In July 2017, the Sacred Island of Okinoshima and Associated Relics in the Munakata Region in Fukuoka Prefecture was registered as Japan’s 21st World Heritage Site (17th cultural heritage site). Okinoshima is an island floating out in the waters some 60km northwest of the Munakata Taisha on mainland Kyushu, and is a strategic point in the waterways leading to China and the Korean Peninsula. It was worshipped as a holy site in the 4th to 9th centuries AD, and is the site of approximately 80,000 relics, earning it the nickname of, “the warehouse on the ocean”.
It is a holy site where no women are allowed to set foot even today, and only up to 200 men are permitted to visit once per year during a grand festival. Everyone can, however, visit the Munakata Taisha Nakatsugu, Munakata Taisha Okitsumiya, and Munakata Taisha Hetsumiya shrines, and the Shimbaru Nuyama Mounded Tombs that form part of the listing. Munakata Taisha Okitsumiya in particular is a place where you can worship Okinoshima from afar given that it is forbidden to visit the island itself. The listing encompasses historic sites and cultural assets related to the head priests of the Munakata clan and the faith of the Munakata Taisha shrine, which worships the three goddesses of Munakata, and is known as a spot where a faith in and festivals based around worship of nature have been passed on since the 4th century – it is this that earned its listing as a World Heritage Site.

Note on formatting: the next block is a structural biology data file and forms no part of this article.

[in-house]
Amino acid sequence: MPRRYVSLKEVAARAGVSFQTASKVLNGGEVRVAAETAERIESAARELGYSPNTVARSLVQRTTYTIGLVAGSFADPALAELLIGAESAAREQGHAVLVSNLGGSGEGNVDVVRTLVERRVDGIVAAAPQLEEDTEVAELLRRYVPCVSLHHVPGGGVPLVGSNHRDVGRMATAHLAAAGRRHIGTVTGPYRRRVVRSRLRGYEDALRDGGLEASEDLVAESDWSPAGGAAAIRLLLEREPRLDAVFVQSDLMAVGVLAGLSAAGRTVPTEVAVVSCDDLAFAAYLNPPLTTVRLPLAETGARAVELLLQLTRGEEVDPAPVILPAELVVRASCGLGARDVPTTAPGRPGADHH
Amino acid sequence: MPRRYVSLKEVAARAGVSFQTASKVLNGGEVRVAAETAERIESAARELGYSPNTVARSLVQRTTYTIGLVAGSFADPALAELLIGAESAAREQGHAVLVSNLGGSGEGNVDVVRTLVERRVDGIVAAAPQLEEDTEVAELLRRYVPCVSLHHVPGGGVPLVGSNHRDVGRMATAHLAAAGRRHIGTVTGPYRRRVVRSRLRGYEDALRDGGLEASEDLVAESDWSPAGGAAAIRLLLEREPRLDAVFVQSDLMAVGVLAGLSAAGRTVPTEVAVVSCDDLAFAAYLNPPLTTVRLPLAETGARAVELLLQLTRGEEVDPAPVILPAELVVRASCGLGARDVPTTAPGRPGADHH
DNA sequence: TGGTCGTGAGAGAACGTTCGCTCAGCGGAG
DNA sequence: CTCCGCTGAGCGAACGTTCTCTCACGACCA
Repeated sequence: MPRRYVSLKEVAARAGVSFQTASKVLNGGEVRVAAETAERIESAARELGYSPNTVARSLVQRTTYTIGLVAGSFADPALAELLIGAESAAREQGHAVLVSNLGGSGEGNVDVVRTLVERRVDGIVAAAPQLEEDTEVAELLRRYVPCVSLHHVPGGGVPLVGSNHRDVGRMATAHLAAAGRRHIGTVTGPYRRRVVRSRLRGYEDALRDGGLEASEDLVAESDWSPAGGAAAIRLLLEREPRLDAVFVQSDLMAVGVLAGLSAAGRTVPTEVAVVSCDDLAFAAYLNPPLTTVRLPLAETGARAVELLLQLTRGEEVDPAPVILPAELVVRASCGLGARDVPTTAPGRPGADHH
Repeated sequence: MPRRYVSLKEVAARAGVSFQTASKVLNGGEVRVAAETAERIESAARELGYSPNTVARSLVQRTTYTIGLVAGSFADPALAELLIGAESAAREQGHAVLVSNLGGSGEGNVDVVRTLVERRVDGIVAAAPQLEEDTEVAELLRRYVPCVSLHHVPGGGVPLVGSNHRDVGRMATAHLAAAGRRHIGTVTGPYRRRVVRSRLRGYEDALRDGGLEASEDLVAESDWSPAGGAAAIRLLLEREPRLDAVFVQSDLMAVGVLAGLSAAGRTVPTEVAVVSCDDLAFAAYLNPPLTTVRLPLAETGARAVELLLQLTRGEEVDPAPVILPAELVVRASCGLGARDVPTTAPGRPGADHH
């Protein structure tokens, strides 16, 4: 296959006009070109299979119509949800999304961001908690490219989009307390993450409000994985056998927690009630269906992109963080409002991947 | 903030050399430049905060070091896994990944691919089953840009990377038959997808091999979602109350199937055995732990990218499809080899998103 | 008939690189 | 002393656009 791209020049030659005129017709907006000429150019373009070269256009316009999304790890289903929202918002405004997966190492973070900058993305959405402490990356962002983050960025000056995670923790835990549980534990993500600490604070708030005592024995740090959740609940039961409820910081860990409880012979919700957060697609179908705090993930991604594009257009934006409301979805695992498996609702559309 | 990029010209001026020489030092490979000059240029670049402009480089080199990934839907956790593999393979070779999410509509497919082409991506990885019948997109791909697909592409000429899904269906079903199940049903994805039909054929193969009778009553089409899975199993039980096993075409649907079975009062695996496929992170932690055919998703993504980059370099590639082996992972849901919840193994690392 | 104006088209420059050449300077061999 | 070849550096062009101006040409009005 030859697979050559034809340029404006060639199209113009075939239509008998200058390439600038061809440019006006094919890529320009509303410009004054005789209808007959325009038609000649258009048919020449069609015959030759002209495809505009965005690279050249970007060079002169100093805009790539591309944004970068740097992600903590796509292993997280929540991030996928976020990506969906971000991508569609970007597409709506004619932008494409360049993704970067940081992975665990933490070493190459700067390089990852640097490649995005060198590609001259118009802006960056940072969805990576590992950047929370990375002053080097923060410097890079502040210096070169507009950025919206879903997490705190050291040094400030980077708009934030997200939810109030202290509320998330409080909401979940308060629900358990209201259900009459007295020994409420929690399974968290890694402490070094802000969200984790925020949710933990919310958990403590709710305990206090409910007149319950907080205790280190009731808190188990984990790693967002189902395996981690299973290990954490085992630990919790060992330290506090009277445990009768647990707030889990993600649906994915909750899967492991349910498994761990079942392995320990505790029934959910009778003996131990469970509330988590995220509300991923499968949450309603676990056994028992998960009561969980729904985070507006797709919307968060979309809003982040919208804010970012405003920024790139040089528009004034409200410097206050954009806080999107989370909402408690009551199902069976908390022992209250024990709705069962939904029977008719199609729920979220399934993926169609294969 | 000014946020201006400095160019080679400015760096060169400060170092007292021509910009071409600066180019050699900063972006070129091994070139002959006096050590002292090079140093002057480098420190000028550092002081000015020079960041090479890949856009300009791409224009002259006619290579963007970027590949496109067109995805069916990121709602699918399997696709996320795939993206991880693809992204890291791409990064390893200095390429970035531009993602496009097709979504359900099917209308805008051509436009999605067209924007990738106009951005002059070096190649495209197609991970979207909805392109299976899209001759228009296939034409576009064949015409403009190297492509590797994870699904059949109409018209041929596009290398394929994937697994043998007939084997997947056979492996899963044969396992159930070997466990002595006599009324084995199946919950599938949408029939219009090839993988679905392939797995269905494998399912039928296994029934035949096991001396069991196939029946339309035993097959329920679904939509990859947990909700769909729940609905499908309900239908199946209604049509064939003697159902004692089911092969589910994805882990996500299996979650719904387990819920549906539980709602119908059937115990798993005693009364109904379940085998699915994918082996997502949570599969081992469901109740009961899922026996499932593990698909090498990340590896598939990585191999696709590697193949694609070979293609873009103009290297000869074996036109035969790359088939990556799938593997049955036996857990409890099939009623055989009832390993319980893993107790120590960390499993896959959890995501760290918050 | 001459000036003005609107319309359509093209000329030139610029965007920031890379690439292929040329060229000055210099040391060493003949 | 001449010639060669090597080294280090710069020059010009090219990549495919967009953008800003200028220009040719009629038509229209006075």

New flights connecting Japan and Australia
September 2017 saw Japan Airlines open two new routes to Japan in response to high demand from Australia’s second largest metropolitan area, Melbourne, and Kona in Hawaii. Both routes are direct flights leaving Narita with one flight in either direction (one round trip) each day. Japan Airlines is said to have created these new routes in addition to its existing Narita-Sydney route to accommodate an anticipated increase in people travelling between Australia and Japan due to the Japan-Australia Economic Partnership Agreement that took effect in January 2015. This schedule of flights departing Narita for Melbourne in the morning and for Sydney in the evening broadens the range of choices for all travellers in Japan, Australia, and Oceania as a whole. In July 2017, Qantas Airlines also announced a direct route between Sydney and Osaka. In addition to the existing Qantas Airlines direct route between Sydney and Haneda, Brisbane and Narita, Melbourne and Narita, and the Qantas Group, Jetstar Airways, direct route between Cairns and Osaka, this is the only direct route between Sydney and Osaka. The airline plans to operate three flights a week from 14 December, 2017. 2018 will see the 70th anniversary celebrations of flights between Japan and Australia.
DISCOVER A NEW SIDE OF JAPAN
The Japan National Tourism Organization (JNTO) is an organisation that provides information on the attractions of Japan to those living in Australia and New Zealand. The JNTO homepage contains an exhaustive listing of handy information for those interested in traveling to Japan, from information on Japanese culture, art, food, skiing, shopping, hot springs, and other topics to travel agents and how to get about. The homepage is frequently updated with the latest details, and is worth a look before you plan your adventure.